Ideally, financial education begins long before a student leaves for college. "It would be good for a high school student to have some type of credit card or a debit card to get exposure to the credit card experience while they are still living under the same roof" with their parents, says Bill Hardekopf, CEO of the credit card comparison website LowCards.com. "There is an aura or a freedom that a credit card gives a student, and that can very quickly turn into something financially dangerous. It's better to have that happen when the student is under the same roof than when they are in the dorms with their friends."
While applying for credit or when receiving a monthly statement, parents can talk about paying the bill in full each month to avoid interest, point out what a credit limit is (and discuss overlimit fees charged if you exceed that amount), and encourage students to pay the bill several days ahead of time to avoid late fees.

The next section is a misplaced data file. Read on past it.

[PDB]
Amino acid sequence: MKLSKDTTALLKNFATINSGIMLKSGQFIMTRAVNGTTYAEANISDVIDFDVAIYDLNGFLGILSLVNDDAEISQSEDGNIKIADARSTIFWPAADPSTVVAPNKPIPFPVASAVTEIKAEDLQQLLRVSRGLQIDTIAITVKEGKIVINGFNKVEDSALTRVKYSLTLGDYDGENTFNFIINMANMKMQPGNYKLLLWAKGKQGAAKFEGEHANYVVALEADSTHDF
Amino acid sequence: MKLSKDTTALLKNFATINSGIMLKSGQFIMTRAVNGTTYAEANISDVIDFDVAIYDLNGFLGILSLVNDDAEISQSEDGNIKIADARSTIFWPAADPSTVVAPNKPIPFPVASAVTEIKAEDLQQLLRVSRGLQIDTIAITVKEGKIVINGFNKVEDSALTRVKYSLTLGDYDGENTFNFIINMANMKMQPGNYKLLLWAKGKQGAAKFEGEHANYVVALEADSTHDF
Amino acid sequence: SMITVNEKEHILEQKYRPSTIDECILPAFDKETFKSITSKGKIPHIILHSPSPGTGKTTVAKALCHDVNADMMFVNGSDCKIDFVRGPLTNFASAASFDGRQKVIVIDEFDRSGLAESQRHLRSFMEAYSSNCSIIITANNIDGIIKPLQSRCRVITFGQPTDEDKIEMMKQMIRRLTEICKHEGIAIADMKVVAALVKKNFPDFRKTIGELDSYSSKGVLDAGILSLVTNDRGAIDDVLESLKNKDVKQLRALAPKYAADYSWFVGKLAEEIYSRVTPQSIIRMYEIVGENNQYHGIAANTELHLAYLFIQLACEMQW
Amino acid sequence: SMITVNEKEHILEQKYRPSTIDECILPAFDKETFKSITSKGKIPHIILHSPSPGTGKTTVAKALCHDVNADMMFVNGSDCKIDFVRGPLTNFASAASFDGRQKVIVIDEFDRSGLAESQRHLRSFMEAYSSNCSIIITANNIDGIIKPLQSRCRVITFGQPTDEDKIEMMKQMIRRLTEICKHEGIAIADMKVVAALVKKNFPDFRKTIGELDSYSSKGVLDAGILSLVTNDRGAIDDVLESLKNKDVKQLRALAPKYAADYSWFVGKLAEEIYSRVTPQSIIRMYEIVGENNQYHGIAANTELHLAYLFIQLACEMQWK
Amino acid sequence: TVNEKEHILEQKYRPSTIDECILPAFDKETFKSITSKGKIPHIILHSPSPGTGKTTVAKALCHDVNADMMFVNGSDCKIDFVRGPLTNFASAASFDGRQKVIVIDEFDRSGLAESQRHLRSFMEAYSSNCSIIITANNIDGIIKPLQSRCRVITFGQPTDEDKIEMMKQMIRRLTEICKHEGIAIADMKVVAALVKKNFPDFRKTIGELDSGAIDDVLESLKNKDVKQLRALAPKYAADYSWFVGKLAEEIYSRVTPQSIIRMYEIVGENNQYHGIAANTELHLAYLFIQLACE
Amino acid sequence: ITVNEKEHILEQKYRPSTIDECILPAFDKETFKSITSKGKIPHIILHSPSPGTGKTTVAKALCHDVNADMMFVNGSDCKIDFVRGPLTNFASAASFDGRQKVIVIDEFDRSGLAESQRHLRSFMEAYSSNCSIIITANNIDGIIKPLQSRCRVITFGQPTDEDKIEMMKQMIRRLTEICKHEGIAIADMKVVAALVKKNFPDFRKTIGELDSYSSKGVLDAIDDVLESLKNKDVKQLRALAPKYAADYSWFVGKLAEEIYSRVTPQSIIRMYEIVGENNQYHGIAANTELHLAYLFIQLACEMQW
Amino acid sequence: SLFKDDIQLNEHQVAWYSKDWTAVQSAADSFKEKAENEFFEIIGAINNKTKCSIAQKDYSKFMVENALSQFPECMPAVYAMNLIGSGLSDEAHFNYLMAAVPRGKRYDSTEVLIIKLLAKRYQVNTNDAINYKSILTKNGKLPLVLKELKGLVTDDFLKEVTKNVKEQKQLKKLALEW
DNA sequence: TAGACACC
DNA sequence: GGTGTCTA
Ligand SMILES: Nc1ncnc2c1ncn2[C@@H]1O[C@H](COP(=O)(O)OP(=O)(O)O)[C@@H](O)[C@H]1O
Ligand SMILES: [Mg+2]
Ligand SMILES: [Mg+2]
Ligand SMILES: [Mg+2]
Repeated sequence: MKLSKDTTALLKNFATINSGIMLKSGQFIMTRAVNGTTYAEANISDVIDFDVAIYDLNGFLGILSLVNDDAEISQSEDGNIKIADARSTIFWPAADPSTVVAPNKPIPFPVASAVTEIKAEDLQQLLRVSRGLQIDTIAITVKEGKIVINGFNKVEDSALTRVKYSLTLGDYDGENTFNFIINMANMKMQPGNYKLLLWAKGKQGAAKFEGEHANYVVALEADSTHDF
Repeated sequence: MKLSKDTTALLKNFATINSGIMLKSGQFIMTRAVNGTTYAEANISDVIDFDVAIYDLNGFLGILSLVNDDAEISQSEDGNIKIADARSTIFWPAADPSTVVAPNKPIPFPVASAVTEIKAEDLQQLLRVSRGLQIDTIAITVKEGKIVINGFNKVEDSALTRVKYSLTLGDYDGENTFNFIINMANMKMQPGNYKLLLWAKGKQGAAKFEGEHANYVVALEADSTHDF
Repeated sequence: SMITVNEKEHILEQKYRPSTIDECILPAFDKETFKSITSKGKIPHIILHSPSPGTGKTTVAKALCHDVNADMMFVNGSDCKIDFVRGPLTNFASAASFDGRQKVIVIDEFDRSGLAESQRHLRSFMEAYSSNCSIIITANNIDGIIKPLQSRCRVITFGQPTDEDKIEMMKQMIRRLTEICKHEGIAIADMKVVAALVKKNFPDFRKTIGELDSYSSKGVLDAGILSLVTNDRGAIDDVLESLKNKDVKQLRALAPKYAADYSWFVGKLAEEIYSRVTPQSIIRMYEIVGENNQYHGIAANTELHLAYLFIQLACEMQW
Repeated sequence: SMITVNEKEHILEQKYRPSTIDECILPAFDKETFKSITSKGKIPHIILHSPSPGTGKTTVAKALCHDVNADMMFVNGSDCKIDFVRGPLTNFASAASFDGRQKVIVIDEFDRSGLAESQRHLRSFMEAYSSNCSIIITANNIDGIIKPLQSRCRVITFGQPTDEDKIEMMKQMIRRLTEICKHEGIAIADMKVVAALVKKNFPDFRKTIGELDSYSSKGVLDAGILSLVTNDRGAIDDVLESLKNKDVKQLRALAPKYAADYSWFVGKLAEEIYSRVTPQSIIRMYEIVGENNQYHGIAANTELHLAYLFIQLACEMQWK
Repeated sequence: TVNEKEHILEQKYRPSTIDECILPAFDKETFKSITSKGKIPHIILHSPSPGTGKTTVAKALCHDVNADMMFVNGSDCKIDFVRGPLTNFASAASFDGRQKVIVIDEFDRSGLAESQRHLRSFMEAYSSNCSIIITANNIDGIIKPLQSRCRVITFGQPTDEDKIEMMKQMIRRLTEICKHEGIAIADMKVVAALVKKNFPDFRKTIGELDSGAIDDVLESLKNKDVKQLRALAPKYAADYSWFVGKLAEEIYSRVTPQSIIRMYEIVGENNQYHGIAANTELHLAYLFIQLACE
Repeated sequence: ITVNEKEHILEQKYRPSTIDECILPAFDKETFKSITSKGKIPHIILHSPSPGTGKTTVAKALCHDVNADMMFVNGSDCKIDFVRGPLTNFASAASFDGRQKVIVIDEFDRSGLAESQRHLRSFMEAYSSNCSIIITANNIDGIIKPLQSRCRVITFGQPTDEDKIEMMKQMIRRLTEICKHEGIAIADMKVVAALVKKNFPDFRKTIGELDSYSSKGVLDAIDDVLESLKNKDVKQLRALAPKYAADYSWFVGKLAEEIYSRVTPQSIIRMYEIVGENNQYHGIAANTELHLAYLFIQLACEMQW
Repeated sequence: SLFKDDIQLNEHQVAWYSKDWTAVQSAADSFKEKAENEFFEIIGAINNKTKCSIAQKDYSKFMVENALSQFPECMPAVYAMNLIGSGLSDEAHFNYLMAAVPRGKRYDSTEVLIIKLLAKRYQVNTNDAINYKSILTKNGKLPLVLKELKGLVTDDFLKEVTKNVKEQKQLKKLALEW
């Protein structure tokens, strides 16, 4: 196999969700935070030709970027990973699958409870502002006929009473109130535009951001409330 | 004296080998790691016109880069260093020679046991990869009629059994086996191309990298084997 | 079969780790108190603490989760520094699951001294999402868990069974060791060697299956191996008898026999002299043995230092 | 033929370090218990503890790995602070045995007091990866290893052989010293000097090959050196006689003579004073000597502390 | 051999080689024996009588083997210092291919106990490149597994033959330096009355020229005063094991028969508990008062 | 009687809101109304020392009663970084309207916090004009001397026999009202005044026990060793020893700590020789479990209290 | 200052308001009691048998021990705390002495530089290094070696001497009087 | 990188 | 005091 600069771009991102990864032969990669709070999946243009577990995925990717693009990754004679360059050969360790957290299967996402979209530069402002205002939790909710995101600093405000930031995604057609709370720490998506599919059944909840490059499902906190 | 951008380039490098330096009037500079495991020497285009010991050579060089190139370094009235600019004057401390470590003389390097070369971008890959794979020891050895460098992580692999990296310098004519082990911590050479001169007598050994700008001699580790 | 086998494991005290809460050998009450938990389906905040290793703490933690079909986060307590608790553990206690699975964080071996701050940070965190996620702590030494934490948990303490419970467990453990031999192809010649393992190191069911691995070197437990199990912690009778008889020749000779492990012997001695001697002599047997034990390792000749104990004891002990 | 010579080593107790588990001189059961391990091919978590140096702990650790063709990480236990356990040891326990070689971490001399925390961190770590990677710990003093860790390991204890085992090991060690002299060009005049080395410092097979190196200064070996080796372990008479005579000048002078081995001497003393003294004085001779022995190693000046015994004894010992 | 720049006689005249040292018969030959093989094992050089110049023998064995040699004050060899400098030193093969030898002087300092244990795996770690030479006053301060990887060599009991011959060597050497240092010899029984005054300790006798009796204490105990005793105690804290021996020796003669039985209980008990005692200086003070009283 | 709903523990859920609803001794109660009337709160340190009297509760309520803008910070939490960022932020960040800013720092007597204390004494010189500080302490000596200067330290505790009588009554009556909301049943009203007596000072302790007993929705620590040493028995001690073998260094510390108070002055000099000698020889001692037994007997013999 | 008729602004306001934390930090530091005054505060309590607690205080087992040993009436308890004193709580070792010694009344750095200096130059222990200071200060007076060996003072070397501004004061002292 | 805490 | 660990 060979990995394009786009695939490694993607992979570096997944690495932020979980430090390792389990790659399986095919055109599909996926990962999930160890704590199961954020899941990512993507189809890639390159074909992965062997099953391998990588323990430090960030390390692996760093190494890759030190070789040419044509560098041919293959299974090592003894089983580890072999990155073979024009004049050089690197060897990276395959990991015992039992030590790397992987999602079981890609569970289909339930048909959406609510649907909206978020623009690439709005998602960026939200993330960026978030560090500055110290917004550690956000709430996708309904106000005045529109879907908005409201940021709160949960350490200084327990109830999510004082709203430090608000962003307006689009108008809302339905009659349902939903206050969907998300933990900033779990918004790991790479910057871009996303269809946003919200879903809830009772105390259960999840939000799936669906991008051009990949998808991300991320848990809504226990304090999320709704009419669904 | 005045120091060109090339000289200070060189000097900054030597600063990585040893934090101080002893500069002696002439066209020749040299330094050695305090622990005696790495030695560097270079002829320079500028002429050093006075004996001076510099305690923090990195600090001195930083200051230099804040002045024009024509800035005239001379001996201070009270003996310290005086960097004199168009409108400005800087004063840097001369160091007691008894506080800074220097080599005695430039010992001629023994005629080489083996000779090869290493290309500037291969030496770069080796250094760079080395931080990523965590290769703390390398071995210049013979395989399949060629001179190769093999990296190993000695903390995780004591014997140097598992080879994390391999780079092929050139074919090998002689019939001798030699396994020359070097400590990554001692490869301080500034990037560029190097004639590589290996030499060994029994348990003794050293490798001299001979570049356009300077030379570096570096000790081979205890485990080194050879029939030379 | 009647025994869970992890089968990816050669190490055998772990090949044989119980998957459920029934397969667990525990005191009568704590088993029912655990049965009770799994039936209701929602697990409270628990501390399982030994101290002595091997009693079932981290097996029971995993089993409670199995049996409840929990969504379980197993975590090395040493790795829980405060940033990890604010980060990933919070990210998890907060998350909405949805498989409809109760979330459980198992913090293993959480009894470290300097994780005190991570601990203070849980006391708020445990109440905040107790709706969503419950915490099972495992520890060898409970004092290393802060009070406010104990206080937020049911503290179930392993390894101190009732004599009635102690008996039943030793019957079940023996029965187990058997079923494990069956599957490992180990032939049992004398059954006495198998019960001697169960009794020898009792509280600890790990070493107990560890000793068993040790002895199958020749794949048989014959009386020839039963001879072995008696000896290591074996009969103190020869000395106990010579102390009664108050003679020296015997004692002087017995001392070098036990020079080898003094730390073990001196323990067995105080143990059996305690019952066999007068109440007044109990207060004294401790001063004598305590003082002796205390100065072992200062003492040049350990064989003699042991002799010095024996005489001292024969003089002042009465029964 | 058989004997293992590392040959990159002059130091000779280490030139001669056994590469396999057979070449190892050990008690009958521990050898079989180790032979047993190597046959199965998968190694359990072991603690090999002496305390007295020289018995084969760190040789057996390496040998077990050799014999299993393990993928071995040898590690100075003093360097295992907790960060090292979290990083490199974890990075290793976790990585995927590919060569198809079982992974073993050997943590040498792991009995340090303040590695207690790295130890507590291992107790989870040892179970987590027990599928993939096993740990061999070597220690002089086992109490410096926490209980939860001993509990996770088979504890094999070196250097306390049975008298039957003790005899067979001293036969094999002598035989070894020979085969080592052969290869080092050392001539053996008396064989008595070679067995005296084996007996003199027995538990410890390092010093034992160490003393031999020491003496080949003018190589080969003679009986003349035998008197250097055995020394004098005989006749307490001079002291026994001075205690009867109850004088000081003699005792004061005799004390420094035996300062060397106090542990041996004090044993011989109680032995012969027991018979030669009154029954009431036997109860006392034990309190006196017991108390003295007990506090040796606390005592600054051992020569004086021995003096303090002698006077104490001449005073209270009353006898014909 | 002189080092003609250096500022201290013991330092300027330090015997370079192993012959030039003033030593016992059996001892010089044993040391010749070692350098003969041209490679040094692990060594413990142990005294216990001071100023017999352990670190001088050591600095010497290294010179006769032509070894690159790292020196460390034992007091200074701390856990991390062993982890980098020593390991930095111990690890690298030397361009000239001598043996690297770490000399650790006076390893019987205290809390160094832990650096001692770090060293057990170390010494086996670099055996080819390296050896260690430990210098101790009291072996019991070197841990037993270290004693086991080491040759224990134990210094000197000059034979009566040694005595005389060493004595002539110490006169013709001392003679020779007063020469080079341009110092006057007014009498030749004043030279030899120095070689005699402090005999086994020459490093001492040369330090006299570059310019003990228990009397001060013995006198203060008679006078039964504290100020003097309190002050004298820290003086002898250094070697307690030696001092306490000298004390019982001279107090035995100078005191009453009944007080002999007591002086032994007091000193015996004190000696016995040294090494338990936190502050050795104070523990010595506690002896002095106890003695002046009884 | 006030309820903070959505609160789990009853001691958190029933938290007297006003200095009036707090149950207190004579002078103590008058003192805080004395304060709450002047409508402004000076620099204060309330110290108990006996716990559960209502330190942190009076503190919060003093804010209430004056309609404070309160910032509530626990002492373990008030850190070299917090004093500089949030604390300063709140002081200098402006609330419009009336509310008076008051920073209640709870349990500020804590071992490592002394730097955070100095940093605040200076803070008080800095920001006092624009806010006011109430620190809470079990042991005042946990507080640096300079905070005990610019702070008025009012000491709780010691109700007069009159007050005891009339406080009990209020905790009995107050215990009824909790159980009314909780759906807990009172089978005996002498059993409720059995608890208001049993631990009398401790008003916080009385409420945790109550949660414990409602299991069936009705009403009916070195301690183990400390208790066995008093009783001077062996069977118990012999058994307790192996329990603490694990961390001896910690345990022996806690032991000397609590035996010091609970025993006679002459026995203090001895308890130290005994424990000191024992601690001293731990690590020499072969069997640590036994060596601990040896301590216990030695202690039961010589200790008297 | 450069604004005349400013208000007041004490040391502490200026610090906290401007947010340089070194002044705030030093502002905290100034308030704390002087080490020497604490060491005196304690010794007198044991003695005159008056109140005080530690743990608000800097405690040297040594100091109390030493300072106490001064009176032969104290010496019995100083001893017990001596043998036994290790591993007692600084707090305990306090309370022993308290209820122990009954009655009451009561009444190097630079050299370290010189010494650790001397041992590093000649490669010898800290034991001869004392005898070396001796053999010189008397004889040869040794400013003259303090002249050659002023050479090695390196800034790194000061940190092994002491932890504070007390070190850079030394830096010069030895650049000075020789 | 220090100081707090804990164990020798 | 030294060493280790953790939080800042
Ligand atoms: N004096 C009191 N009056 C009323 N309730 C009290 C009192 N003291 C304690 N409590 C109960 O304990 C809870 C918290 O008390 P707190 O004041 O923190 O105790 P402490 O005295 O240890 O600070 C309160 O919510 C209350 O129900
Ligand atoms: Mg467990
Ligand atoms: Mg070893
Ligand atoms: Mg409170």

Pinto recommends, in addition to sitting down with your kids for a formal credit card discussion, looking for opportunities in general family life to talk about credit cards and money management. "If you read it in the newspaper or you see a billboard, teaching moments occur," she says. "Use those opportunities to teach about the benefits and the drawbacks."
If you're not so good with credit cards yourself, but you'd like your kids to be more fiscally responsible, you can encourage them to take a free online financial literacy course offered by the National Association of Student Financial Aid Administrators, read a credit card guide for students from the nonprofit Consumers Union, or peruse financial literacy resources at the National Endowment for Financial Education.
And if you're already in credit card debt, get help at a consumer counseling agency in your area from the National Foundation for Credit Counseling.